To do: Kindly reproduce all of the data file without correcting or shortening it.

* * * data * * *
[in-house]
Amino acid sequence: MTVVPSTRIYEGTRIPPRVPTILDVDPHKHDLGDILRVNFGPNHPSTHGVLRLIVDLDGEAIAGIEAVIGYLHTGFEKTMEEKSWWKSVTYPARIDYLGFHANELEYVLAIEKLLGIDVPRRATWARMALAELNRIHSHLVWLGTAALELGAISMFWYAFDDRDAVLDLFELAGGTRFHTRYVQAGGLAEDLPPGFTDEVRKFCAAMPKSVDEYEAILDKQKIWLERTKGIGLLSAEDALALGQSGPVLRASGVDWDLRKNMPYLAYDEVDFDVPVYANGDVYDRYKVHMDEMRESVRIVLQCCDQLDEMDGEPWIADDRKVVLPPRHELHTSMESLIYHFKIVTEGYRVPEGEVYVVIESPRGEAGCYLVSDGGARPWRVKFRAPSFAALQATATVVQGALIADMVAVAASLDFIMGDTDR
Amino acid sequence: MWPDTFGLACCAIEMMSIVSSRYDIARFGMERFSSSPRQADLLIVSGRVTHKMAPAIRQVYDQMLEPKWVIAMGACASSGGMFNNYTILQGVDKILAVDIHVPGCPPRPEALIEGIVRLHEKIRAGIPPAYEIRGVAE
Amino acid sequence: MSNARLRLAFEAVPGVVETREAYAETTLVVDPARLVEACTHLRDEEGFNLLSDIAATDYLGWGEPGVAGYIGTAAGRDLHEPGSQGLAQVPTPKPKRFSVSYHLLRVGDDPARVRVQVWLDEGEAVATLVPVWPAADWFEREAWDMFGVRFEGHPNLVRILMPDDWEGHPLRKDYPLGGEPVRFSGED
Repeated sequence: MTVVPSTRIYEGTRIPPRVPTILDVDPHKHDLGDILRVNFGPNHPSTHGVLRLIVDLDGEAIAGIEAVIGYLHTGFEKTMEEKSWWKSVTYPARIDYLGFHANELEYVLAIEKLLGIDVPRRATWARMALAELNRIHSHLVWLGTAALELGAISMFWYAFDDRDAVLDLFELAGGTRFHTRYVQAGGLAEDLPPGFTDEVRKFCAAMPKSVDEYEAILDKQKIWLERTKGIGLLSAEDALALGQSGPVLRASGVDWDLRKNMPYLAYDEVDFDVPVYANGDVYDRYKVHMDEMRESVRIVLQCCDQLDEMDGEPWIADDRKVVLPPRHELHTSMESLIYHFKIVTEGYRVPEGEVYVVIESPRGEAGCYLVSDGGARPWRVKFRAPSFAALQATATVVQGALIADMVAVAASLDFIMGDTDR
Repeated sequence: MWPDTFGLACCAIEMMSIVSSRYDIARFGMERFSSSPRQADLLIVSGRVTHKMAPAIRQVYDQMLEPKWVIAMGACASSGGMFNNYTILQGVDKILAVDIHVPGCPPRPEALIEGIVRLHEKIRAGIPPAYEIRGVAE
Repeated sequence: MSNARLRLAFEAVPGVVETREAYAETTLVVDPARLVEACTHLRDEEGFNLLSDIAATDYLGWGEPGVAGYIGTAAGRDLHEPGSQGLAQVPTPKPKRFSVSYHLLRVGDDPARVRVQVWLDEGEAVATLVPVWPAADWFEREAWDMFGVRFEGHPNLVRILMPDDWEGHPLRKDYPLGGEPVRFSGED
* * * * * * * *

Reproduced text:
[in-house]
Amino acid sequence: MTVVPSTRIYEGTRIPPRVPTILDVDPHKHDLGDILRVNFGPNHPSTHGVLRLIVDLDGEAIAGIEAVIGYLHTGFEKTMEEKSWWKSVTYPARIDYLGFHANELEYVLAIEKLLGIDVPRRATWARMALAELNRIHSHLVWLGTAALELGAISMFWYAFDDRDAVLDLFELAGGTRFHTRYVQAGGLAEDLPPGFTDEVRKFCAAMPKSVDEYEAILDKQKIWLERTKGIGLLSAEDALALGQSGPVLRASGVDWDLRKNMPYLAYDEVDFDVPVYANGDVYDRYKVHMDEMRESVRIVLQCCDQLDEMDGEPWIADDRKVVLPPRHELHTSMESLIYHFKIVTEGYRVPEGEVYVVIESPRGEAGCYLVSDGGARPWRVKFRAPSFAALQATATVVQGALIADMVAVAASLDFIMGDTDR
Amino acid sequence: MWPDTFGLACCAIEMMSIVSSRYDIARFGMERFSSSPRQADLLIVSGRVTHKMAPAIRQVYDQMLEPKWVIAMGACASSGGMFNNYTILQGVDKILAVDIHVPGCPPRPEALIEGIVRLHEKIRAGIPPAYEIRGVAE
Amino acid sequence: MSNARLRLAFEAVPGVVETREAYAETTLVVDPARLVEACTHLRDEEGFNLLSDIAATDYLGWGEPGVAGYIGTAAGRDLHEPGSQGLAQVPTPKPKRFSVSYHLLRVGDDPARVRVQVWLDEGEAVATLVPVWPAADWFEREAWDMFGVRFEGHPNLVRILMPDDWEGHPLRKDYPLGGEPVRFSGED
Repeated sequence: MTVVPSTRIYEGTRIPPRVPTILDVDPHKHDLGDILRVNFGPNHPSTHGVLRLIVDLDGEAIAGIEAVIGYLHTGFEKTMEEKSWWKSVTYPARIDYLGFHANELEYVLAIEKLLGIDVPRRATWARMALAELNRIHSHLVWLGTAALELGAISMFWYAFDDRDAVLDLFELAGGTRFHTRYVQAGGLAEDLPPGFTDEVRKFCAAMPKSVDEYEAILDKQKIWLERTKGIGLLSAEDALALGQSGPVLRASGVDWDLRKNMPYLAYDEVDFDVPVYANGDVYDRYKVHMDEMRESVRIVLQCCDQLDEMDGEPWIADDRKVVLPPRHELHTSMESLIYHFKIVTEGYRVPEGEVYVVIESPRGEAGCYLVSDGGARPWRVKFRAPSFAALQATATVVQGALIADMVAVAASLDFIMGDTDR
Repeated sequence: MWPDTFGLACCAIEMMSIVSSRYDIARFGMERFSSSPRQADLLIVSGRVTHKMAPAIRQVYDQMLEPKWVIAMGACASSGGMFNNYTILQGVDKILAVDIHVPGCPPRPEALIEGIVRLHEKIRAGIPPAYEIRGVAE
Repeated sequence: MSNARLRLAFEAVPGVVETREAYAETTLVVDPARLVEACTHLRDEEGFNLLSDIAATDYLGWGEPGVAGYIGTAAGRDLHEPGSQGLAQVPTPKPKRFSVSYHLLRVGDDPARVRVQVWLDEGEAVATLVPVWPAADWFEREAWDMFGVRFEGHPNLVRILMPDDWEGHPLRKDYPLGGEPVRFSGED